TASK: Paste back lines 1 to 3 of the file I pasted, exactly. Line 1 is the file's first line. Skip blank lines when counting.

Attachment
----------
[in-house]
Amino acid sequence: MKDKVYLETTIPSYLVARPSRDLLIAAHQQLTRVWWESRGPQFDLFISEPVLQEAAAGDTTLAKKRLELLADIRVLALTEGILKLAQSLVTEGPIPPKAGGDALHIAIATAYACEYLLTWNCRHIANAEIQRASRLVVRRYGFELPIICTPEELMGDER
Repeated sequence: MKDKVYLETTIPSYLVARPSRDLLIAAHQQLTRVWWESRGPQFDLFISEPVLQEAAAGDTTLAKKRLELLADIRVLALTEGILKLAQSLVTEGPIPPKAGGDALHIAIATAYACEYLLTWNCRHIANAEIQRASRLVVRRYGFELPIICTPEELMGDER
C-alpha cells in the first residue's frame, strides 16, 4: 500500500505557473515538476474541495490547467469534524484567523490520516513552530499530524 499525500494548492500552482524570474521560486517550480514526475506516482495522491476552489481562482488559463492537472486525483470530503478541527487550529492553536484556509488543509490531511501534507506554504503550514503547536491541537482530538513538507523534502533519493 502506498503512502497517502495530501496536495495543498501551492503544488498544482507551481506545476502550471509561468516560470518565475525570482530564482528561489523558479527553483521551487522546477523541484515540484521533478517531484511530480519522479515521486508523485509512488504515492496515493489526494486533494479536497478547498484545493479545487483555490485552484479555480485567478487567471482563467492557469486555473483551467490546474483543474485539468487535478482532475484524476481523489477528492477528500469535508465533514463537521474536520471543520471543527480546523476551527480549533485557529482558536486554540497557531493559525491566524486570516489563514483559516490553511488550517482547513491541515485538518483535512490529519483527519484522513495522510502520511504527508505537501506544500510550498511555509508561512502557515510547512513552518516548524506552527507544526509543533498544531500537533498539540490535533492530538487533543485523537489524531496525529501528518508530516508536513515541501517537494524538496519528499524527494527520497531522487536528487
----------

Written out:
[in-house]
Amino acid sequence: MKDKVYLETTIPSYLVARPSRDLLIAAHQQLTRVWWESRGPQFDLFISEPVLQEAAAGDTTLAKKRLELLADIRVLALTEGILKLAQSLVTEGPIPPKAGGDALHIAIATAYACEYLLTWNCRHIANAEIQRASRLVVRRYGFELPIICTPEELMGDER
Repeated sequence: MKDKVYLETTIPSYLVARPSRDLLIAAHQQLTRVWWESRGPQFDLFISEPVLQEAAAGDTTLAKKRLELLADIRVLALTEGILKLAQSLVTEGPIPPKAGGDALHIAIATAYACEYLLTWNCRHIANAEIQRASRLVVRRYGFELPIICTPEELMGDER